Posts Tagged ‘ecoTheater


‘Connecting the Frontal Cortext to the Solar Plexus’: The Ashden Directory’s Contribution to EMOS

The folks over at The Ashden Directory participated in this year’s Earth Matters on Stage at the University of Oregon from afar — an act borne of the desire to contribute to the conference/symposium without flying across the globe to do so.

Here is a DVD they produced in order to introduce their session. It’s a stand-alone piece of work, with fantastic insight. I think my favorite moment is when Mojisola Adebayo says that many theater artists believe that theater is “inherently good for you, therefore theater makers inherently do good.” She goes on: “I don’t think any of us think our work could be harmful in anyway.” When will we, as theater artists, admit that our work can be, and often is, harmful?

Vodpod videos no longer available.


Theater Matters – notes from Earth Matters on Stage 2009 part I

Okay, so I can’t keep my nose out of it…

I’m here in beautiful Eugene, Oregon attending the 2009 Earth Matters on Stage: A Symposium on Theatre & Ecology at the University of Oregon. Last night was the official beginning of the event with keynote speaker Una Chaudhuri giving a talk on what she has dubbed Zooesis, or the discourse of animals (or, rather non-humans) in the media.

As I emerged from the talk I looked at Ian Garrett of the Center for Sustainable Practice in the Arts and Moe Beitiks of the Green Museum Blog and said: “I’m not smart enough to be here.” Which is to say if the opening moment of EMOS 2009 is a reliable indicator, it will be a highly academic affair. Chaudhuri was followed by obligatory phases of mingling with strangers (not my forte) while smugly observing the corn-based disposable cups, paper plates and napkins, an engaging, often heart wrenching (though also quite academic) play by EM Lewis called Song of Extinction, and the most structured post show discussion (aka talkback) I’ve ever participated in, led by Cal State LA professor and playwright Jose Cruz Gonzalez. Part of me thought, “oh, I shouldn’t have stuck around for this.” It had the effect of stifling the power of the play, and its masterly intertwined themes. I jotted on my program during the talkback this tidbit: “Robbing the visceral through incessant deconstruction.” But that’s my own problem, right?

More later…


In the Audience

I’ve worked in theater in some form or another since high school. I have had a bad habit throughout my life in theater of being the type who says (or at least thinks) “I don’t want to go watch theater, I see so much of it from backstage, from the booth, I see it in rehearsals all day long…” So, I don’t sit in the audience much.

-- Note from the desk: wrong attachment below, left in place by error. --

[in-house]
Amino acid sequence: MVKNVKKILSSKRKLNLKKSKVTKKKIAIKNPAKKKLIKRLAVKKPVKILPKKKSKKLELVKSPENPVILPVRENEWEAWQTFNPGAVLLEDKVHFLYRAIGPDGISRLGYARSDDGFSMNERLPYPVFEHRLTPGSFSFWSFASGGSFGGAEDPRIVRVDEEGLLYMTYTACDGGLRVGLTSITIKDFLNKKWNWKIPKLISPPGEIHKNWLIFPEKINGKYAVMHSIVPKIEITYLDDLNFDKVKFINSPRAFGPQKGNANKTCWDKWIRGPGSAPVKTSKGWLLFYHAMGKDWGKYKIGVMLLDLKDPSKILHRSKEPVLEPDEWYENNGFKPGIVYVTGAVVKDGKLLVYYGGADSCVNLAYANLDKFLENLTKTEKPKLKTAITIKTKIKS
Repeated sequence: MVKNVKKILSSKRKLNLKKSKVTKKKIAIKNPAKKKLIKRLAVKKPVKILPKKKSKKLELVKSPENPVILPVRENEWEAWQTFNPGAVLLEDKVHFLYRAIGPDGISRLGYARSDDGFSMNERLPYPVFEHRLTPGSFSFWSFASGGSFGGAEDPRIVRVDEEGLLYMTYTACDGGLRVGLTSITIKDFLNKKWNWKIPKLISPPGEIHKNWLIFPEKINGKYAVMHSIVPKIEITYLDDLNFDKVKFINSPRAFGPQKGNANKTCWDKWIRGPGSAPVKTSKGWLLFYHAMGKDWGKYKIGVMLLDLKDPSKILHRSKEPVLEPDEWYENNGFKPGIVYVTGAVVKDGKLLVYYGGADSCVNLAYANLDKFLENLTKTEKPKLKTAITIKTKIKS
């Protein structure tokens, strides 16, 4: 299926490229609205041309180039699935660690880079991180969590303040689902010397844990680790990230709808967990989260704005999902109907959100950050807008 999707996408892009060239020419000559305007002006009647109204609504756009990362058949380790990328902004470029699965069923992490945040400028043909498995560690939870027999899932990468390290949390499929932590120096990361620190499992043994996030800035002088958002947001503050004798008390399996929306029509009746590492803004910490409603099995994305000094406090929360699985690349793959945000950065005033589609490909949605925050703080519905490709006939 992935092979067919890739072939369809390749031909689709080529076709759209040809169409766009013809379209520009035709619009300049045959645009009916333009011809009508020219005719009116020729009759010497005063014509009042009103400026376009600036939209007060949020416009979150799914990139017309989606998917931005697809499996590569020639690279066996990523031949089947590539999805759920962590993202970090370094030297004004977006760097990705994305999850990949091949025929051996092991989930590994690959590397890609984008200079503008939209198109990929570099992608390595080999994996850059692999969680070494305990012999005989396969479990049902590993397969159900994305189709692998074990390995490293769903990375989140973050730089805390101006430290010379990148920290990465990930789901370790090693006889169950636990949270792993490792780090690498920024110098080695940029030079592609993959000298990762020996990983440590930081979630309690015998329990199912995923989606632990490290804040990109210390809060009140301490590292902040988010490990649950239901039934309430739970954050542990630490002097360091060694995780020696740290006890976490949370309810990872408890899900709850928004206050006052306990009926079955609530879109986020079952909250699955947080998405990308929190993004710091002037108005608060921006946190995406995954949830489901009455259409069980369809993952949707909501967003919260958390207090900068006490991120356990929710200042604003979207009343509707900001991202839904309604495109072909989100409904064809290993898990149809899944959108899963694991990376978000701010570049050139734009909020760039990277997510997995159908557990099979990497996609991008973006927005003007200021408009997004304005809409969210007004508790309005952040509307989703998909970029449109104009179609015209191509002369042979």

Now, because of the illness that blindsided me over a year ago, I really feel like a spectator sitting in the audience watching the future of green, eco-responsible theater rushing by in flashes. It’s difficult to do. So much has happened in the last few months, and ecoTheater has missed it. People close to me will roll their eyes when they find that as I write this lament I am sitting in a hospital room in Indianapolis waiting for my second and final round of high dose chemotherapy to commence. “Who cares about green theater?” they will ask.

I won’t lie — it isn’t that difficult to realize that I’ve missed out on reporting on the big Broadway initiative, supported as it is by the mayor of New York City, or the up and coming Center for Sustainable Practice in the Arts (CSPA) (founded and driven by Ian Garrett, a regularly mentioned activist on ecoTheater), or the fast approaching Earth Matters on Stage (EMOC) at the University of Oregon, or, or, or…

I mean, it’s easy enough to see that there are bigger things to consider in my life right now. But, what can I say? For once, I hate being just a spectator. It’s like sitting through hours of rehearsal, not saying a word to anyone, and not participating in any way in the production.

For now, I have taken a leave of absence from my job with CTM and have done very little “work” of any kind in the last month or so. The only project I have spent time on is the Cancer Stories Project, hopefully the first stage work for the still-being-founded Wisconsin Story Project (WSP), which I hope to be a new model of theater that will take bits and pieces from many idea-makers, heading towards not just ecologically sound theater production, but also aiming to be a model of theater that solves for pattern (or here).

Who knows? Perhaps one day ecoTheater will simply morph into a blog tracking the progress of WSP, and how we’re doing our best to stay green, while tackling other issues that plague today’s so-called regional theater.

But no matter what I’ll be back here writing soon. So, don’t forget about me…


interruption: an unexpected note to my readers